Tahlequah Daily Press

January 31, 2011

What is a Cherokee?

After centuries of discussion, the question of identity persists, experts say.

By BETTY RIDGE
Special Writer

TAHLEQUAH — More than 300 years ago, there was little question who was Cherokee: If your mother was Cherokee, you were, too.

Since those days, the concept of Cherokee identity has changed a number of times. It continues to evolve, as evidenced by the ongoing lawsuit between descendants of the Cherokee Freedmen and the Cherokee Nation. The Freedmen recently won a decision in Cherokee District Court, and the Cherokee Nation appealed it this past week to the Cherokee Nation Supreme Court.

Dr. Julia Coates, tribal councilor and professor of Cherokee history, said questions raised centuries ago continue to concern tribal citizens – and would-be tribal members – today. Coates gave the first in this year’s Cherokee Nation history presentations, “Cherokee Identity: From Clan to Citizen,” Thursday at the Tribal Council chamber.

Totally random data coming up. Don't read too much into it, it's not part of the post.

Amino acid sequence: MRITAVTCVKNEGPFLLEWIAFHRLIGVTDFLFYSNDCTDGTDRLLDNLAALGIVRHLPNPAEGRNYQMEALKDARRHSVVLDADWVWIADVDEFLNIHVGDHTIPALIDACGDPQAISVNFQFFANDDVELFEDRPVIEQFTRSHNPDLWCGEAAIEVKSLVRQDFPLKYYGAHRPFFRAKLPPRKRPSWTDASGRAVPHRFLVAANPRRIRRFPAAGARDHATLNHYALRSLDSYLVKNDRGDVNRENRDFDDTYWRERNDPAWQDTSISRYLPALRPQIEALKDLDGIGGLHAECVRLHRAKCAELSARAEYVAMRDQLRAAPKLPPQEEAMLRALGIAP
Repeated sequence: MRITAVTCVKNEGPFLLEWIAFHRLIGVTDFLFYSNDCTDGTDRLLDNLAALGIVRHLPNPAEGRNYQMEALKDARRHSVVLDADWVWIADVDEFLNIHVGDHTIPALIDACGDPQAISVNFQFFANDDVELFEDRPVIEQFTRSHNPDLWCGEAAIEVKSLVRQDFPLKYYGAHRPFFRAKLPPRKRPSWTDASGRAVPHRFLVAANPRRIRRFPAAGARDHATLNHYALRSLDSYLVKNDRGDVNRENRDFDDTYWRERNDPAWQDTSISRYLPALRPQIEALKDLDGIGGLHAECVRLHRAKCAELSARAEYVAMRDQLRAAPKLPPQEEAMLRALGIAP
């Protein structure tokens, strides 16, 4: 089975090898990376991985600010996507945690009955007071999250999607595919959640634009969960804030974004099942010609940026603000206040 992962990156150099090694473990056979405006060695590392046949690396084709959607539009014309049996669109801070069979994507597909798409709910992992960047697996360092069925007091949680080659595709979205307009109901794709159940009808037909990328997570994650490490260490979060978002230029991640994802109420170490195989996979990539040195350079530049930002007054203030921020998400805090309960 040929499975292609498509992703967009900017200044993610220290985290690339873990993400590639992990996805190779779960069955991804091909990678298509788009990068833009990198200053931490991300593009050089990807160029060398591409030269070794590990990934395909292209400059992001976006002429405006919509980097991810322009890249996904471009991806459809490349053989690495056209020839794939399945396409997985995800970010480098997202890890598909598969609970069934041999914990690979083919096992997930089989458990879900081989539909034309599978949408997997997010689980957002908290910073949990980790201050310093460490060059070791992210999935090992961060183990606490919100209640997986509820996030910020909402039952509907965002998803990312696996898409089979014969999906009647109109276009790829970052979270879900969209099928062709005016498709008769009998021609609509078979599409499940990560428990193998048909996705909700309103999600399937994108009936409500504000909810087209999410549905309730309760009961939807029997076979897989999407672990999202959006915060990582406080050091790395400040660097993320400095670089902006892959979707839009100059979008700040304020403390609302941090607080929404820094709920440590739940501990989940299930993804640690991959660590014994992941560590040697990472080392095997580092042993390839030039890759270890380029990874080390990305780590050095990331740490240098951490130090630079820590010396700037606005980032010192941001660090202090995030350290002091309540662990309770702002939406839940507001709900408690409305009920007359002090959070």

“The subject of identity is so personal to each of us. Every one of us has a stake in it,” Coates said. “In our times, the subject of identity is very contentious, and very fuzzy.”

 There is no “definite definition” of who is Cherokee, or what constitutes Cherokee.

“One of the places people may draw the line is political citizenship in a federally-recognized government,” Coates said. “There are people who feel that a blood degree minimum should be part of the definition – in other words, a racial definition.”

The two federally-recognized Cherokee tribes based in Tahlequah exemplify this dichotomy.

The United Keetoowah Band of Cherokee Indians in Oklahoma require its citizens to have at least one-quarter Cherokee blood. The Cherokee Nation has no blood quantum, but requires its citizens to be descended from Dawes Commission enrollees.

A question of blood quantums

Most tribes with a blood quantum require one-fourth or better, Coates said.

“There are a number of people in this country, people of Cherokee heritage, who can clearly demonstrate it. There are people who can trace their descent from those early rolls, but for various reasons are not qualified to be citizens of the Cherokee Nation, UKB, or Eastern Band [the third federally-recognized tribe, based in North Carolina],” Coates said. “What do we do with those folks? Are they not Cherokee?”

 One of the main misconceptions was that the Dawes Commission, just more than a century ago, determined whether or not people were of Cherokee heritage, Coates said.